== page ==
On this week’s episode of Inside Outside Innovation, we sit down with Stephen Taylor, Chief Innovation Officer at Untold Content. Stephen and I talk about the importance of storytelling, failure narratives, and its impact on the innovation culture of companies. Let’s get started.
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Interview Transcript with Stephen Taylor, Chief Innovation Officer at Untold Content
Brian Ardinger: Welcome to another episode of Inside Outside Innovation. I’m your host Brian Ardinger, and as always, we have another amazing guest. Today we have Stephen Taylor. He is the Chief Innovation and Chief Financial Officer at Untold Content, where he focuses on helping organizations accelerate innovation through the power of storytelling. Welcome to the show.
Stephen Taylor: Thanks Brian. Glad to be here.
Brian Ardinger: This whole concept of innovation storytelling, it’s becoming more and more popular as people are trying to understand like, how do I actually get movement on my innovation initiatives? And a lot of it comes down to, you know, the stories that you tell. So, I wanted to have you on the show, because you have a company that focuses on this. Why don’t we talk about the definition? What is innovation storytelling?
Stephen Taylor: Yes. Innovation storytelling is something that is near and dear to my heart. So, I am a chemist by training. I did my PhD in chemistry, did a postdoc. Went out into industry and was there for about a decade. And I felt the pains of how you actually get buy-in, even within a smaller organization. I think we had 250 people.
But how do you actually get buy-in on ideas. Or how do you kill ideas that don’t fit? You know, how do you find out what is the right decision. And so that was something that I became very passionate about. And so, when I left industry and joined Untold, I really wanted to spend a lot of time focusing on how do innovators communicate, even as a scientist. How do scientists communicate?
So, what we found through our research is that innovation storytelling is the art and science of communicating strategic narratives and personal stories around innovation objectives in order to drive them forward. It really works on trying to make things that are very strategic, but also bring those personal experiences in.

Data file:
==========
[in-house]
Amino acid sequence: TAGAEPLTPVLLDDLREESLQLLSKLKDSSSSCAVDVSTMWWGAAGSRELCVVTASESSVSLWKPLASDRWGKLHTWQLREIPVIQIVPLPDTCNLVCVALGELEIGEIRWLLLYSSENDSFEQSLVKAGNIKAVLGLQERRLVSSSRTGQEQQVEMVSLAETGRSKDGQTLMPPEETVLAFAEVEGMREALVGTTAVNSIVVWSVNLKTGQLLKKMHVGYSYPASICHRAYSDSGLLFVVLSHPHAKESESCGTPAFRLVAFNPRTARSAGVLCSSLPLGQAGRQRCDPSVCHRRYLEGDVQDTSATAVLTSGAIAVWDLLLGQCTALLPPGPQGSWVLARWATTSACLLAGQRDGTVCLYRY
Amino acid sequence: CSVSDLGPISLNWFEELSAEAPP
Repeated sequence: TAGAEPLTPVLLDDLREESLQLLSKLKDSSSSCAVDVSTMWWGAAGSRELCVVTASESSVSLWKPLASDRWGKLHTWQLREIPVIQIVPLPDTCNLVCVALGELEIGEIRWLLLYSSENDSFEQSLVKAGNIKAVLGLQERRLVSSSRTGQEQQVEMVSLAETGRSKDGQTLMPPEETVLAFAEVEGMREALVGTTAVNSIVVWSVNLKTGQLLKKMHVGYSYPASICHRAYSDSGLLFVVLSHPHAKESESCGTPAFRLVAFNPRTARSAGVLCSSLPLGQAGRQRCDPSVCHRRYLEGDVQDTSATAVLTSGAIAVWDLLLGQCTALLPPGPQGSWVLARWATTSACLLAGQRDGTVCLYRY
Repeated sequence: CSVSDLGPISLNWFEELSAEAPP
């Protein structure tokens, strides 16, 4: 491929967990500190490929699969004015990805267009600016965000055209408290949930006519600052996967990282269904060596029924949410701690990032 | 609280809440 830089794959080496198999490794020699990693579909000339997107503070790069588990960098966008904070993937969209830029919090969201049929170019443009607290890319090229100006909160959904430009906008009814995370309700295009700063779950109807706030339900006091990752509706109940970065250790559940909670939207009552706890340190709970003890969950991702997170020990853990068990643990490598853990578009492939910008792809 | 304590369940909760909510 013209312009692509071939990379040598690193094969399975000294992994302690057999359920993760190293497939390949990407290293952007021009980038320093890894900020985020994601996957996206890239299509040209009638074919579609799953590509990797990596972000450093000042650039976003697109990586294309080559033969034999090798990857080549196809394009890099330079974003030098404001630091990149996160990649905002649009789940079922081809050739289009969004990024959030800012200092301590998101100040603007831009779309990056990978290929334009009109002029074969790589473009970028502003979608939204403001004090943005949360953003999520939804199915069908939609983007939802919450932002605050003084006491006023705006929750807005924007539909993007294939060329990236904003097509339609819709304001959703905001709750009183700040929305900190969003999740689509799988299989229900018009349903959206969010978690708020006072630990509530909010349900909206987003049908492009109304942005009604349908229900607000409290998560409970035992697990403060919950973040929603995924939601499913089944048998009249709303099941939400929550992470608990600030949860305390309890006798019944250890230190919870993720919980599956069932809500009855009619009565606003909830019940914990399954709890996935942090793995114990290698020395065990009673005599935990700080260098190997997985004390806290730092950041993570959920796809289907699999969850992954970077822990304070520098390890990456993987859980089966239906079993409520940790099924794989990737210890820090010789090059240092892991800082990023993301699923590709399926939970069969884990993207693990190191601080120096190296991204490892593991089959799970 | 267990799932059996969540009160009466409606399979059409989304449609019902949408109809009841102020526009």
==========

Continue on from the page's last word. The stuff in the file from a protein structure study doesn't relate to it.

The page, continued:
Because what we found is that organizations have overall these strategic narratives that, that they’re trying to force. When you have an idea or something that you’re trying to bring forward, you have to ensure that there’s good alignment between those stories and that narrative. And so, they really play in concert together. So that’s why we include both those as a part of the definition.
Brian Ardinger: Yeah, part of it’s like that translation service almost. Sometimes it’s a technical translation of, what the heck are you talking about? It’s more about how do you align that with the other stories that are being told in the organization so that you can make sure that people understand what you mean.
I think, you know, when I go out and talk to companies, you know, one of the first things I like to do is how do you define innovation? Because I think that alone, causes problems with a lot of organizations. It’s like, well, for me it means, you know, creating the next flying car. Where another person in the organization may mean that innovation is creating something new with our existing customers. And so, right. You know, if you don’t have alignment from that perspective, you can go sideways really quickly.
Stephen Taylor: We spend time talking about story led innovations versus innovation led stories. So, story led innovation is essentially a project that you may get from your advisor. Or from your boss. And so, a project comes in, the story’s already aligned, so it’s easy to prioritize that work.
And so, you’re just working on communication at that point, a strategic communication. But if you’re working on a innovation led story, that’s where you come and you find something. Well, now how do you get it in line? How do you make something that’s new, that has potential that’s maybe adjacent? How do you decide, how do you try to create that alignment narrative? And so those are, those are things that we teach as a part of our curriculum.
Brian Ardinger: That brings up a couple of interesting questions I have around this idea of innovation usually is in this uncertain area. You know, it’s, it’s a new idea that you want to create in the world that doesn’t always align to the execution side of the business. But yet you have to try these things and do a lot of things to move that idea forward, and a lot of times you’re going to fail at that. So, can you talk a little bit about power of failure and, and how do you translate that from a story perspective to let people understand that that’s part of the process?
Stephen Taylor: Yeah, that’s a really good question. So, there’s a lot of ways that you can go with this. One way that we think about failure is actually relates back to the Hero’s Journey. So, when it comes to the Hero’s Journey, you know, you can take the whole 17 step process from Joseph Campbell and his original work on the Hero’s Journey, or you can really try to simplify it.